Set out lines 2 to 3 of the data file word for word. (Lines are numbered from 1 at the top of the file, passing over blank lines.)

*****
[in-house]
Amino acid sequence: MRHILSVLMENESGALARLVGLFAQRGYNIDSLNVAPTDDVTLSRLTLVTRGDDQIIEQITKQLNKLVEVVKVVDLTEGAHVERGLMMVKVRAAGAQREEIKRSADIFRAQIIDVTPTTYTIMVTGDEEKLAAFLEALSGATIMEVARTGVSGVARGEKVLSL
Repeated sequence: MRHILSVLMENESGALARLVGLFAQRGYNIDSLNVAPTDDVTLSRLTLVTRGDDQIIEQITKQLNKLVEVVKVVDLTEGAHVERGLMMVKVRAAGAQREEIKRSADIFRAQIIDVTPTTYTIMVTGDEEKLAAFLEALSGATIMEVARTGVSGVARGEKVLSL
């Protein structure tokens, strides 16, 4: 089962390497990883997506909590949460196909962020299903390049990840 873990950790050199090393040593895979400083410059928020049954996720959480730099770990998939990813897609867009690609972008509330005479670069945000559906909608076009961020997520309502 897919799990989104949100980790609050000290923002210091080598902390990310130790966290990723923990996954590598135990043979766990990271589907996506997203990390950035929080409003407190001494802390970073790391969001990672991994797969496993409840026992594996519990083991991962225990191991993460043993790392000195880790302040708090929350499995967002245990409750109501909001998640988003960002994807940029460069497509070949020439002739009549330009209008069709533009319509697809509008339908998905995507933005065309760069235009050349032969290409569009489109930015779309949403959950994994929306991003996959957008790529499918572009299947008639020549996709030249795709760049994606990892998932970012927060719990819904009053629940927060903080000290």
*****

Amino acid sequence: MRHILSVLMENESGALARLVGLFAQRGYNIDSLNVAPTDDVTLSRLTLVTRGDDQIIEQITKQLNKLVEVVKVVDLTEGAHVERGLMMVKVRAAGAQREEIKRSADIFRAQIIDVTPTTYTIMVTGDEEKLAAFLEALSGATIMEVARTGVSGVARGEKVLSL
Repeated sequence: MRHILSVLMENESGALARLVGLFAQRGYNIDSLNVAPTDDVTLSRLTLVTRGDDQIIEQITKQLNKLVEVVKVVDLTEGAHVERGLMMVKVRAAGAQREEIKRSADIFRAQIIDVTPTTYTIMVTGDEEKLAAFLEALSGATIMEVARTGVSGVARGEKVLSL